Philanthropic funding to fight the global AIDS epidemic dropped 5 percent last year, compared with 2016, for a decrease of about $37 million, according to a new report from Funders Concerned About AIDS (FCAA). This includes private support from groups ranging from The Bill & Melinda Gates Foundation to pharmaceutical giant Gilead Sciences.
Titled Philanthropic Support to Address HIV/AIDS, the 16th annual report shows that last year, total HIV/AIDS philanthropic disbursements totaled $638 million. (You can download and read the 44-page report here.)
Philanthropic funding makes up about 2 percent of global recourses for HIV, but the FCAA report points out that this is a powerful resource.
“Private HIV and AIDS philanthropy is catalytic. It has helped drive incredible progress against the epidemic despite seemingly insurmountable odds, not unlike those we now face,” said John Barnes, FCAA’s executive director, in a press release about the report. “It is the role of philanthropy to swim upstream, to fight prevailing headwinds that challenge progress and to leverage a unique ability to drive increased, focused funding where it is most needed.”
The top five philanthropic funders of 2017 include:
- Bill & Melinda Gates Foundation ($241.4 million)
- Gilead Sciences ($155.4 million)
- ViiV Healthcare ($37.6 million)
- MAC AIDS Fund and MAC Cosmetics ($23.2 million)
- Elton John AIDS Fund ($19.7 million)
Although 13 of the top 20 funders increased their support, that growth was negated by decreases in the other seven funders.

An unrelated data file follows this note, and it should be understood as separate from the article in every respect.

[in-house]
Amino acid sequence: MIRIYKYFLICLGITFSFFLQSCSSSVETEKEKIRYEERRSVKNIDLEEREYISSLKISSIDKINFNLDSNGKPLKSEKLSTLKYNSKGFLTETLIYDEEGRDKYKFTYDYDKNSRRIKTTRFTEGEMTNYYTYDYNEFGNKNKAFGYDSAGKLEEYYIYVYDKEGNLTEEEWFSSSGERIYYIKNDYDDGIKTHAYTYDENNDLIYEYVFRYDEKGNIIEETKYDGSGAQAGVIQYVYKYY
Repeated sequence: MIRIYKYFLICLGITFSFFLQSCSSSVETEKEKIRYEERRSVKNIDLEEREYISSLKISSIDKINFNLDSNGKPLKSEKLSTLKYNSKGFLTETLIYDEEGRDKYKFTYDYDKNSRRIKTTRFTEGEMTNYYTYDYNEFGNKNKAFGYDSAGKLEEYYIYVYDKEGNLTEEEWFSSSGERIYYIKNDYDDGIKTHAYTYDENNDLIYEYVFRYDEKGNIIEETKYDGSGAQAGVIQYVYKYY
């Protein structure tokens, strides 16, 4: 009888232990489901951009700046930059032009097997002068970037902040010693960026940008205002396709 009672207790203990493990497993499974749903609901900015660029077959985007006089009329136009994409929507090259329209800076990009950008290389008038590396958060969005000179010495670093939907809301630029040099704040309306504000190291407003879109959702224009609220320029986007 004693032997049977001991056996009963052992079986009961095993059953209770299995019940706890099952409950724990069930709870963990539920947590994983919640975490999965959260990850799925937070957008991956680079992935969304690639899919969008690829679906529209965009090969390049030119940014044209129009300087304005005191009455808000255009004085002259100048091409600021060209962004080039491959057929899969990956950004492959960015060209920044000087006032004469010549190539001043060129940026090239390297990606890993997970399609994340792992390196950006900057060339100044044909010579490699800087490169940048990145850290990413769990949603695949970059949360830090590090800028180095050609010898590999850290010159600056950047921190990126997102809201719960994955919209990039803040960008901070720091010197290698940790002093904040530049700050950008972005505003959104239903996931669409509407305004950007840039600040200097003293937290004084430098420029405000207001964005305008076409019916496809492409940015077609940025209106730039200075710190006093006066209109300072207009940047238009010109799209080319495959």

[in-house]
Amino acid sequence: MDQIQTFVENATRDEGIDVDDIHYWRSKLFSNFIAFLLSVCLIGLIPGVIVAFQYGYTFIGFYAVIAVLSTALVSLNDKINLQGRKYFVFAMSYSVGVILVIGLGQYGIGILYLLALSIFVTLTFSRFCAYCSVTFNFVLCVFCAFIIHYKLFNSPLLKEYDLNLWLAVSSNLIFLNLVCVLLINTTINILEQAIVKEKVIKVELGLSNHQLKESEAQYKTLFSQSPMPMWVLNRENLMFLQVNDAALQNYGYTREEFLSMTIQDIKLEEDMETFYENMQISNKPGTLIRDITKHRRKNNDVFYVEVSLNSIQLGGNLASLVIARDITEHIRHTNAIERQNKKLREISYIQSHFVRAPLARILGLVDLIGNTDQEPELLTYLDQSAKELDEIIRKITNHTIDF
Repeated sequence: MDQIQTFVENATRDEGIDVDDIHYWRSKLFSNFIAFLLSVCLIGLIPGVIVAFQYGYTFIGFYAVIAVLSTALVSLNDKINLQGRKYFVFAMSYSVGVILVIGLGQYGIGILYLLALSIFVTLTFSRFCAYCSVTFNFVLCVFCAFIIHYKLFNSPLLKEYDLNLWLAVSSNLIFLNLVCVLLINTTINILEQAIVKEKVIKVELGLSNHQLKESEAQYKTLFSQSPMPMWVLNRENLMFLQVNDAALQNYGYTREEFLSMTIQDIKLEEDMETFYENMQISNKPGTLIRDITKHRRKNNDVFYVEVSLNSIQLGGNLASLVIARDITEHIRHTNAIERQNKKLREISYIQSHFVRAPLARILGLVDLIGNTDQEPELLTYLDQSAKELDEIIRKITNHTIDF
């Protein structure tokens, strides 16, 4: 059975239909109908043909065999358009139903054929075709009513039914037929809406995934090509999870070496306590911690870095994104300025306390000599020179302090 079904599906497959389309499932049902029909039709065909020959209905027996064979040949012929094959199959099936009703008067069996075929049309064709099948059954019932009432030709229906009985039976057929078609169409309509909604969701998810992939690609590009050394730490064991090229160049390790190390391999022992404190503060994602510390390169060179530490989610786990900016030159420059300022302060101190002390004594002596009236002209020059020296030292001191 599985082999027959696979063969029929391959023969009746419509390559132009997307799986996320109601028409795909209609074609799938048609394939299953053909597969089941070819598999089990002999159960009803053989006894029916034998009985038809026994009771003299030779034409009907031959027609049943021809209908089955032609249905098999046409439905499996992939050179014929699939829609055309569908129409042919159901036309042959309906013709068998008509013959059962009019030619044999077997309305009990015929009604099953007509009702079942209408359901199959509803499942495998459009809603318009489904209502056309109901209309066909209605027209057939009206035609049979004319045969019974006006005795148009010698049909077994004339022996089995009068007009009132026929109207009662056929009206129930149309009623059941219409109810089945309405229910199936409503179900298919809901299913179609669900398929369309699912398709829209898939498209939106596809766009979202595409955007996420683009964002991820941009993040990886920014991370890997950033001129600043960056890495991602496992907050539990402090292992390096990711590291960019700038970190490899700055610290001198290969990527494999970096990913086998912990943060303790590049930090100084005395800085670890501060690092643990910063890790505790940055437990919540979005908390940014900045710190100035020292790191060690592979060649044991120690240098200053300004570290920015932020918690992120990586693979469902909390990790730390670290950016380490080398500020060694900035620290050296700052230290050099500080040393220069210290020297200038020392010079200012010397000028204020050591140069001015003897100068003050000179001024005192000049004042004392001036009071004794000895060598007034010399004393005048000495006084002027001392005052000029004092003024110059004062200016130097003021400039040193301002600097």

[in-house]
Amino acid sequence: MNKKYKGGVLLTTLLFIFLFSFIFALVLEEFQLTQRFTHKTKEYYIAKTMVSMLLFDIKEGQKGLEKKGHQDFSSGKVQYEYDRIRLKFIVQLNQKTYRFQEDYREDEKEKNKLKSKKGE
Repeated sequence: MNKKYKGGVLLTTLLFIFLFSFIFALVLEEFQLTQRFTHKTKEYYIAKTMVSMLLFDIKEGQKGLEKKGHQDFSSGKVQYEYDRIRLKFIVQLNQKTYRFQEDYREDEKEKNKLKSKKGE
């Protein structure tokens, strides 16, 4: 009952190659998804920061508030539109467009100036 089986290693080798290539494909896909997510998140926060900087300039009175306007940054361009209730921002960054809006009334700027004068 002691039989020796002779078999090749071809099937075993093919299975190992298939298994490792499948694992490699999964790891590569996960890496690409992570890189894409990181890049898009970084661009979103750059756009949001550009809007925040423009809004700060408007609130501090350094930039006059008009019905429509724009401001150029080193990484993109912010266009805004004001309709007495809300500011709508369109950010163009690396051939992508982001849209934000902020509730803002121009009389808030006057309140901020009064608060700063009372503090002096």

The press release highlights how this overall decrease affected AIDS-related funding:
- Middle-income countries—home to nearly 60 percent of people living with HIV—saw a 21 percent decrease
- Resources allocated toward HIV-related advocacy and human right efforts declined 7 percent ($9 million)
- Despite an increase in new HIV cases among people who inject drugs in the United States—because of the opioid crisis—this population group saw an 11 percent decrease in funds compared with 2016. (Their funding accounted for about 3 percent of HIV philanthropy.)
- Sex workers are 13 times more at risk for HIV than the general population, yet they received only 2 percent of HIV philanthropy, a 24 percent decrease from 2016.
The report also highlighted some more optimistic trends:
- While most U.S. regions saw a slight decrease in funding from 2016–2017, the U.S. South saw a 67 percent increase ($19 million)
- Funding for general operating/administration grants increased by close to $30 million
- Significant increases were recorded for funding related to transgender populations (110 percent), gay men/men who have sex with men (35 percent) and economically disadvantaged/homeless populations (31 percent)
- Other increases were seen in funding for pre-exposure prophylaxis, known as PrEP (14 percent), and capacity building/leadership development grants (29 percent)
For a POZ article on a similar FCAA report, read “How Much of HIV Charitable Giving Goes to Local Nonprofits?”